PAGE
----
Back in June, Philly.com talked to former pro basketball player and South Jersey native Tyson Hartnett about his book, Hoop Dreams Fulfilled: An Athlete's Failure and Redemption on the Journey to Professional Basketball, where he opened up about his struggle with depression and anxiety as he pursued his hoop dreams, and since then Hartnett has discovered that a lot more athletes than he realized share his struggles, that there is a definite need for more mental health resources for athletes.
To answer that need, Hartnett has created a website, ATHLETEMINDED.com, where he offers a mental development program for athletes.
"I started out just writing things down that had helped me and realized that I had dozens of pages of resources for athletes struggling with the pressures of the game," he explained.
The program includes morning and evening rituals to help set positive tones for the day as well as a weekly planner where an athlete can proactively handle the stresses of each week. He also offers mental health exercise videos on various topics like dealing with depression, fear of failure, injury and handling coaches as well as email advice from their team of professionals.
Hartnett has partnered with the University of Michigan as well as Arete Sports Arena, Minding Your Mind Foundation, Kyle Ambrogi Foundation and the Madison Holleran Foundation to reach more athletes. He also works closely with Dr. Shannon Reece, founder of Training for Optimal Performance, Dr. David M. Reiss, a psychiatrist who focuses his practice on athletes and performers, and Alexandra Tomlinson, a certified nutrition, health and wellness coach.
Right now he offers online resources that include mental health exercise videos on various topics, but he is also developing relationships with different schools and universities to bring the program to them. He hopes to work with many Philly schools, and is also in discussion with Rowan University to create an app to streamline all the content and information.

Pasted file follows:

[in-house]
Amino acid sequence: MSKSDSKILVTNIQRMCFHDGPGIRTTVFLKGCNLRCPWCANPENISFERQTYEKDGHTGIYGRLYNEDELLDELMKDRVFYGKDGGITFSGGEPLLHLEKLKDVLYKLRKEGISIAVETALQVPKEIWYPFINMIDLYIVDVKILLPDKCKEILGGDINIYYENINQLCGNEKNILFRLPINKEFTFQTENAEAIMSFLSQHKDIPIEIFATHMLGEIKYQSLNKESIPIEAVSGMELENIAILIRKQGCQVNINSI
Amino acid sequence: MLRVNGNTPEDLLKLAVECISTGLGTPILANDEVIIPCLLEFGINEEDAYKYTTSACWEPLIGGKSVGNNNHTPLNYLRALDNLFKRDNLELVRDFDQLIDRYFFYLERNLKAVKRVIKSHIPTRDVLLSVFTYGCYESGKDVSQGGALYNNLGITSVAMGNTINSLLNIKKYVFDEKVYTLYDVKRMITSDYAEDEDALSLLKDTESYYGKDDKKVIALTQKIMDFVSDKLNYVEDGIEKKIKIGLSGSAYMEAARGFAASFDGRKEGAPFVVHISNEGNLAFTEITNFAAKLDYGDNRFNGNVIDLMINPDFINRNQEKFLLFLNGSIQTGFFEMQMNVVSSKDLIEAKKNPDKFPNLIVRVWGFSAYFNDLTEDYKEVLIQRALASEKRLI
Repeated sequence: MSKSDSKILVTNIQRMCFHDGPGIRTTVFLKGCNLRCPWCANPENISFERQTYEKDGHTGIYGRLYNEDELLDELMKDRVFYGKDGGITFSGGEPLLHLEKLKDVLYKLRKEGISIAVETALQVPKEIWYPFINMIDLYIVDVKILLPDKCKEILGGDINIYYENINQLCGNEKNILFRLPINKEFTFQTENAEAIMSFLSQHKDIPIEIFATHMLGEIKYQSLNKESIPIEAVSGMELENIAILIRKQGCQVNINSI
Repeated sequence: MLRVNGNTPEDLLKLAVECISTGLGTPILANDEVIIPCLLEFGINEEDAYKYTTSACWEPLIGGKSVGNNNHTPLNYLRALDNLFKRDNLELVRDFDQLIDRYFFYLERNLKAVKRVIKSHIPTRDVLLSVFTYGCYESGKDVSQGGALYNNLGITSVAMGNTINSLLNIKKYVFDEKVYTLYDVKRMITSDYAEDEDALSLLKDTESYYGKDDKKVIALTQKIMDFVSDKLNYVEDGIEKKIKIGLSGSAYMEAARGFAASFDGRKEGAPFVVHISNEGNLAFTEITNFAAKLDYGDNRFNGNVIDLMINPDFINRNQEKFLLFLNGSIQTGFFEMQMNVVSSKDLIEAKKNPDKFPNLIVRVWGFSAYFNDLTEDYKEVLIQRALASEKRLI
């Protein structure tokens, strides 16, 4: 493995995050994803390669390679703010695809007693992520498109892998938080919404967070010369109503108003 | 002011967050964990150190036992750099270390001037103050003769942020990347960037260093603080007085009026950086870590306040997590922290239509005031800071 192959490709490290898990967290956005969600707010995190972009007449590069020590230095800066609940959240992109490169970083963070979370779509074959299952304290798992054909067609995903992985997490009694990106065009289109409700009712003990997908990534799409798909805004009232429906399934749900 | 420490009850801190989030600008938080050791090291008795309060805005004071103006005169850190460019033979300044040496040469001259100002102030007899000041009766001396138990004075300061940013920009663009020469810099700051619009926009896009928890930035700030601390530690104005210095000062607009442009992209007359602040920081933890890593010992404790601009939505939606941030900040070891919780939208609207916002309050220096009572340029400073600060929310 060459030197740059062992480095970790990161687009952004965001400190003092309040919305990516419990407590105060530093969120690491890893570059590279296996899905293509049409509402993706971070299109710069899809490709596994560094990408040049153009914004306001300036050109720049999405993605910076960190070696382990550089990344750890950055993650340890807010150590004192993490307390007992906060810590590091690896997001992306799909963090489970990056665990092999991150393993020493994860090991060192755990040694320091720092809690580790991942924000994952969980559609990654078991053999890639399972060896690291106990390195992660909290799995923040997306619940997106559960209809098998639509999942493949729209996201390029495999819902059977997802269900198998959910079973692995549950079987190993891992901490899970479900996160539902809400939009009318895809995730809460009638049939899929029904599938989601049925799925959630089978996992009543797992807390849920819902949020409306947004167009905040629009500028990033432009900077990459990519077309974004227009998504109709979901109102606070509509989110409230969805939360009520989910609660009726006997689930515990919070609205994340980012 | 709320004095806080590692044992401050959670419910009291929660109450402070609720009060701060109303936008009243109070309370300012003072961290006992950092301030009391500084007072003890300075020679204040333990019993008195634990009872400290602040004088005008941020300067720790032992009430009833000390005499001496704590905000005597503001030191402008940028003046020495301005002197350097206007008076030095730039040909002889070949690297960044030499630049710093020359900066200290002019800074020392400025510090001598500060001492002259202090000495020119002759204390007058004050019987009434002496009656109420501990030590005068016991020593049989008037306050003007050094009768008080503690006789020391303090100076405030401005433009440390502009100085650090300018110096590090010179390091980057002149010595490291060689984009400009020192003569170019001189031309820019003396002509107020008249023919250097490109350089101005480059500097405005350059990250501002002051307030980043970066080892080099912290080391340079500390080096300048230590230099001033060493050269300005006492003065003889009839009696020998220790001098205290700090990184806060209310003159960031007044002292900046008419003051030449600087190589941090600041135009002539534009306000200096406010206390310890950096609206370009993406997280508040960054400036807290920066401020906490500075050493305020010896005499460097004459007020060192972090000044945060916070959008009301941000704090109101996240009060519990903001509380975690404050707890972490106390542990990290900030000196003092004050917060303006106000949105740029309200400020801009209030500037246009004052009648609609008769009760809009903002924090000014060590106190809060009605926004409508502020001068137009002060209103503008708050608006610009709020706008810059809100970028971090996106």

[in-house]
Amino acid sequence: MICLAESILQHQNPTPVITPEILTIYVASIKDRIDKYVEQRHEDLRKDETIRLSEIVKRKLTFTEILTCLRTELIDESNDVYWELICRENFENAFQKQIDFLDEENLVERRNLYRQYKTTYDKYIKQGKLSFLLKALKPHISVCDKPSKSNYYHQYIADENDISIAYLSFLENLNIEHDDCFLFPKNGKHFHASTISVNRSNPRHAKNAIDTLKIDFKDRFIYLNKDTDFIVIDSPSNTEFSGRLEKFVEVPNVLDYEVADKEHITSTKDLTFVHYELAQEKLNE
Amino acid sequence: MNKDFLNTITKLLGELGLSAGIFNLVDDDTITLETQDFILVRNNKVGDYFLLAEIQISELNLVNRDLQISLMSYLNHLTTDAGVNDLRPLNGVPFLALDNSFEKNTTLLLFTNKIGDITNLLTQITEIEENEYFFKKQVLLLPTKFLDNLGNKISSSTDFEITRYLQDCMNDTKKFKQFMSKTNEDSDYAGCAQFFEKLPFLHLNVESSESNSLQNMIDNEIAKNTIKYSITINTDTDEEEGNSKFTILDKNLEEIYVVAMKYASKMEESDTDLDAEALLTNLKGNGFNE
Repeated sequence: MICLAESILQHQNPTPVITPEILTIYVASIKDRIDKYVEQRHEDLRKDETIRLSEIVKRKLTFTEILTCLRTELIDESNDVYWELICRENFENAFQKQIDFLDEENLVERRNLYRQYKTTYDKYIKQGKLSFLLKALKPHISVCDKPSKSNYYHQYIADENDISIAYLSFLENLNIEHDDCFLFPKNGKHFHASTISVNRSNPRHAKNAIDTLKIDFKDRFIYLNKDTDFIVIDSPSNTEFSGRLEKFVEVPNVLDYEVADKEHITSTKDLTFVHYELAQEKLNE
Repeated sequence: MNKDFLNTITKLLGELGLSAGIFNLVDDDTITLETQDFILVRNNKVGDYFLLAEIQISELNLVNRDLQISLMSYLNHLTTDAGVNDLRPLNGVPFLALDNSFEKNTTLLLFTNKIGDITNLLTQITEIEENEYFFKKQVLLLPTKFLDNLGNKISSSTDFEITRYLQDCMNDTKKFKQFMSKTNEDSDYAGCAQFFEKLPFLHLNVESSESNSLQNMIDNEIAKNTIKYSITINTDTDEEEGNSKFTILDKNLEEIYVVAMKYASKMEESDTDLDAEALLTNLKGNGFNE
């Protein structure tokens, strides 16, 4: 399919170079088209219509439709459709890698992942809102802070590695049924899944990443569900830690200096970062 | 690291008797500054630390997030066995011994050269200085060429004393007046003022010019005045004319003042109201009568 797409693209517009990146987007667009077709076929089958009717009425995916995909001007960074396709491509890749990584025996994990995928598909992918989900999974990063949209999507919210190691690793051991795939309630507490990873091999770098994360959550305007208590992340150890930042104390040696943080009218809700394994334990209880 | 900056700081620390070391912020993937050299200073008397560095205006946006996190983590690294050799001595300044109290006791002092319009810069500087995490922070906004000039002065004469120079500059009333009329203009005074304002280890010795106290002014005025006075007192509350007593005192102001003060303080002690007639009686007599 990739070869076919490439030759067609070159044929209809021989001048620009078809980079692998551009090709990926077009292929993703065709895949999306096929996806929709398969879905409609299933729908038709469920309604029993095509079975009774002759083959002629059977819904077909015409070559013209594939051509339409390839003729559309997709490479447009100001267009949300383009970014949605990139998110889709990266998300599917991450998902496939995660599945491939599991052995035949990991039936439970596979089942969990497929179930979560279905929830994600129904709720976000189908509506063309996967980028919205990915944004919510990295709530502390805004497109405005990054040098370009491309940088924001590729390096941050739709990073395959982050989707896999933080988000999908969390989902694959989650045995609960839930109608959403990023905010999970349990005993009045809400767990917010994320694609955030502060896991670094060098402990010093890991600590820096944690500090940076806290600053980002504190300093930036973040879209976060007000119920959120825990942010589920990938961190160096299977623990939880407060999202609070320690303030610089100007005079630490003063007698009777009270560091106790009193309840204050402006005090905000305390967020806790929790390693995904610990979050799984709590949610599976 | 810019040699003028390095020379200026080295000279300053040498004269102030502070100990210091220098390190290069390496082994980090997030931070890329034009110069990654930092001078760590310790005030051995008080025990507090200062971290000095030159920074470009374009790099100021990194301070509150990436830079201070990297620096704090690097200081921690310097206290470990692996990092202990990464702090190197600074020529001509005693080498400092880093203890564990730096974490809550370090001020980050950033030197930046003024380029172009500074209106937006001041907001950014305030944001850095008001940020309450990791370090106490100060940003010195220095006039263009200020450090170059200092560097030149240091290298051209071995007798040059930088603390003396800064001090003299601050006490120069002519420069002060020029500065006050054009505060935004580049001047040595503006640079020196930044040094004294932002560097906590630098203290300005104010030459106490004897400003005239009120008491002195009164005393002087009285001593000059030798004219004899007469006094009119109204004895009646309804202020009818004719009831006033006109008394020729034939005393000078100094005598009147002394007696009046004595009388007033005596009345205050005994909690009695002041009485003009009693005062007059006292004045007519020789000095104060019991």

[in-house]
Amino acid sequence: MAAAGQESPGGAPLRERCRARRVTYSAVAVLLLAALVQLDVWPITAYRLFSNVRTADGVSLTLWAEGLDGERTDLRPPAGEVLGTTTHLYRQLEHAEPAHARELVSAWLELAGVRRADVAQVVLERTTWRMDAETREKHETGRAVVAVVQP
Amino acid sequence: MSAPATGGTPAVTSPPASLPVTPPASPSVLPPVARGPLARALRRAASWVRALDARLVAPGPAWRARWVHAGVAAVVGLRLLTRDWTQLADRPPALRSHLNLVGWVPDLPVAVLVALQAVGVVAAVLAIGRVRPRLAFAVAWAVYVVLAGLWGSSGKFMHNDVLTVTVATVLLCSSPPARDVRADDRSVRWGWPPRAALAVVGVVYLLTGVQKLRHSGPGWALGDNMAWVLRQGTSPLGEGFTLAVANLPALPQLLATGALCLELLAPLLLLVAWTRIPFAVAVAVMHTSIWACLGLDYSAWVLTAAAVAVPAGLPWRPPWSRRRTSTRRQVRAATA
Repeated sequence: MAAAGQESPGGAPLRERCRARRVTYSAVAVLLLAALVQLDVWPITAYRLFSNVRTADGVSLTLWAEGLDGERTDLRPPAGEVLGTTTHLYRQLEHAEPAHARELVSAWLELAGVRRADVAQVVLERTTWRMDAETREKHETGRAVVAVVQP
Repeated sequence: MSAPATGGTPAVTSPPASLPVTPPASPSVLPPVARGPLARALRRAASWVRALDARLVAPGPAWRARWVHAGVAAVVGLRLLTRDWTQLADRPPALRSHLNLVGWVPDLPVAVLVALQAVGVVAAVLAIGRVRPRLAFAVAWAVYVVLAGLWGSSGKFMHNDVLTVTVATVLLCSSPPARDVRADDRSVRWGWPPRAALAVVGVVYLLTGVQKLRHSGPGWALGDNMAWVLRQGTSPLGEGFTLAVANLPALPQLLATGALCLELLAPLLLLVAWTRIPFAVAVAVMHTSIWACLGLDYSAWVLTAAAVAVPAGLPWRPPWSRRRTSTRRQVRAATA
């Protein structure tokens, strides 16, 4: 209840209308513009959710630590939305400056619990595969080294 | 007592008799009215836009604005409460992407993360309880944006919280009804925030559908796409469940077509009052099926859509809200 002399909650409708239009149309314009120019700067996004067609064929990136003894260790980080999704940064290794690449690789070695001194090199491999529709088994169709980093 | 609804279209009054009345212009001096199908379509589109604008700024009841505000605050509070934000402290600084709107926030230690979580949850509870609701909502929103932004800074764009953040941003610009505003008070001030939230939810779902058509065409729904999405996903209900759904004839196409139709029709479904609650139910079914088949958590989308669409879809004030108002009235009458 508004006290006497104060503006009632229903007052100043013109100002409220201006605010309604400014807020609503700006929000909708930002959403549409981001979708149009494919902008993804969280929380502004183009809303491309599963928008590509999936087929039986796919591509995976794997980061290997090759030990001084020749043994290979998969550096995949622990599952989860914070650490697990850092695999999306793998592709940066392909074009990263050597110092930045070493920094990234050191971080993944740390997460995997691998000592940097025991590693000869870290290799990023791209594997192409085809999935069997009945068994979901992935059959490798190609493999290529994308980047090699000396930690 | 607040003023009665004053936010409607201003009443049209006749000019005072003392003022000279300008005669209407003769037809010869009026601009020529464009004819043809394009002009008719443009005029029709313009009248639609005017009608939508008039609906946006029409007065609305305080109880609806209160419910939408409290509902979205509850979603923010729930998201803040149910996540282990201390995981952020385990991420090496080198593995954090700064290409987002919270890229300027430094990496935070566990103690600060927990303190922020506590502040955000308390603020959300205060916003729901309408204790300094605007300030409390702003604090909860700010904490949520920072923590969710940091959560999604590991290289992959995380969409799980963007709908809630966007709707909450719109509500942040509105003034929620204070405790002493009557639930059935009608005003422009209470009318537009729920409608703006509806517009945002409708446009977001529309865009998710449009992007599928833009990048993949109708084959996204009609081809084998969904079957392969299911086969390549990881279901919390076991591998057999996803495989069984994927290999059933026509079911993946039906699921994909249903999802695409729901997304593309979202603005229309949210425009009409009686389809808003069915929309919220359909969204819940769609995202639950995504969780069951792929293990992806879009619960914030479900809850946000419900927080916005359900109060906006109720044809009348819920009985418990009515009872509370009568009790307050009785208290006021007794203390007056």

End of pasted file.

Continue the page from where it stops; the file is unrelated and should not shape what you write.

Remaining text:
What drives Hartnett is the desire to help those athletes who are facing the same struggles he did. "A lot of them are dealing with depression and fear and they feel like they don't have anyone to talk to," he said.
"Because the coach is the one who dictates their playing time, often athletes don't feel comfortable confiding in him or her."
Hartnett's ultimate vision is to create a mental health army to help athletes. "People need to stand up and be willing to talk about their experiences with depression, fear and anxiety because it will encourage others to find their own voices," he said.
"It is interesting that despite different sports and training, all athletes face the same mental pressure."
He added that athletes need to realize that mental struggles are not necessarily a bad thing. They just need to find health ways to deal with high pressure arenas.
You can learn more about ATHLETEMINDED here. Below is one of the videos that Hartnett offers on the website.
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